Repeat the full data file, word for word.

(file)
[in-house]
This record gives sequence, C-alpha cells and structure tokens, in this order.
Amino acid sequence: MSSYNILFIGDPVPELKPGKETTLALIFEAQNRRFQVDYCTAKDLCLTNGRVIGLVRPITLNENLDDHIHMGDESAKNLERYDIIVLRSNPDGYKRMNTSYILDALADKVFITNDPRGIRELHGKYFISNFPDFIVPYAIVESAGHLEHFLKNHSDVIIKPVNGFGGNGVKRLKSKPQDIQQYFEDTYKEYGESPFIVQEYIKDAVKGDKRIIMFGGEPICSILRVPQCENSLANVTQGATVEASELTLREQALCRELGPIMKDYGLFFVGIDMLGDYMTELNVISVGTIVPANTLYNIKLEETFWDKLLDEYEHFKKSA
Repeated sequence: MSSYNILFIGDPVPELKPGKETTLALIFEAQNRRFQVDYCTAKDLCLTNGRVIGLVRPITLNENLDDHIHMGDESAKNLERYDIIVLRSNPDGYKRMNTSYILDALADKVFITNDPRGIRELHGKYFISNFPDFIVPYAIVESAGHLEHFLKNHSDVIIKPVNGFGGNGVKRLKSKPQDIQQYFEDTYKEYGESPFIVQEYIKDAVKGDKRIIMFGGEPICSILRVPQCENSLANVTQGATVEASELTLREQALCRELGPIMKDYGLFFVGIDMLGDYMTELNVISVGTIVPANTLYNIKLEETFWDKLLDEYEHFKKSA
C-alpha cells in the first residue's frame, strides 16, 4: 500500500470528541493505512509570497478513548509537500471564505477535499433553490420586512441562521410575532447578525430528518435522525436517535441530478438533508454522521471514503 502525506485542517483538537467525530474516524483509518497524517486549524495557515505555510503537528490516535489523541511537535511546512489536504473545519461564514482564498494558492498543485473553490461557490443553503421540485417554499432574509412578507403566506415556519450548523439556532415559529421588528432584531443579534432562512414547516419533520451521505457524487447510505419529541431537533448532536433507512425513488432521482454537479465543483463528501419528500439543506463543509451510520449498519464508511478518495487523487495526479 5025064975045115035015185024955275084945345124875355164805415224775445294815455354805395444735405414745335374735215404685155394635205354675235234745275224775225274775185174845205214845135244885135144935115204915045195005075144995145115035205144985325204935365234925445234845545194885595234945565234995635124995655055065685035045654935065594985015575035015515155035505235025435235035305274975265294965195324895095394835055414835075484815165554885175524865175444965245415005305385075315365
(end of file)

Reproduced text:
[in-house]
This record gives sequence, C-alpha cells and structure tokens, in this order.
Amino acid sequence: MSSYNILFIGDPVPELKPGKETTLALIFEAQNRRFQVDYCTAKDLCLTNGRVIGLVRPITLNENLDDHIHMGDESAKNLERYDIIVLRSNPDGYKRMNTSYILDALADKVFITNDPRGIRELHGKYFISNFPDFIVPYAIVESAGHLEHFLKNHSDVIIKPVNGFGGNGVKRLKSKPQDIQQYFEDTYKEYGESPFIVQEYIKDAVKGDKRIIMFGGEPICSILRVPQCENSLANVTQGATVEASELTLREQALCRELGPIMKDYGLFFVGIDMLGDYMTELNVISVGTIVPANTLYNIKLEETFWDKLLDEYEHFKKSA
Repeated sequence: MSSYNILFIGDPVPELKPGKETTLALIFEAQNRRFQVDYCTAKDLCLTNGRVIGLVRPITLNENLDDHIHMGDESAKNLERYDIIVLRSNPDGYKRMNTSYILDALADKVFITNDPRGIRELHGKYFISNFPDFIVPYAIVESAGHLEHFLKNHSDVIIKPVNGFGGNGVKRLKSKPQDIQQYFEDTYKEYGESPFIVQEYIKDAVKGDKRIIMFGGEPICSILRVPQCENSLANVTQGATVEASELTLREQALCRELGPIMKDYGLFFVGIDMLGDYMTELNVISVGTIVPANTLYNIKLEETFWDKLLDEYEHFKKSA
C-alpha cells in the first residue's frame, strides 16, 4: 500500500470528541493505512509570497478513548509537500471564505477535499433553490420586512441562521410575532447578525430528518435522525436517535441530478438533508454522521471514503 502525506485542517483538537467525530474516524483509518497524517486549524495557515505555510503537528490516535489523541511537535511546512489536504473545519461564514482564498494558492498543485473553490461557490443553503421540485417554499432574509412578507403566506415556519450548523439556532415559529421588528432584531443579534432562512414547516419533520451521505457524487447510505419529541431537533448532536433507512425513488432521482454537479465543483463528501419528500439543506463543509451510520449498519464508511478518495487523487495526479 5025064975045115035015185024955275084945345124875355164805415224775445294815455354805395444735405414745335374735215404685155394635205354675235234745275224775225274775185174845205214845135244885135144935115204915045195005075144995145115035205144985325204935365234925445234845545194885595234945565234995635124995655055065685035045654935065594985015575035015515155035505235025435235035305274975265294965195324895095394835055414835075484815165554885175524865175444965245415005305385075315365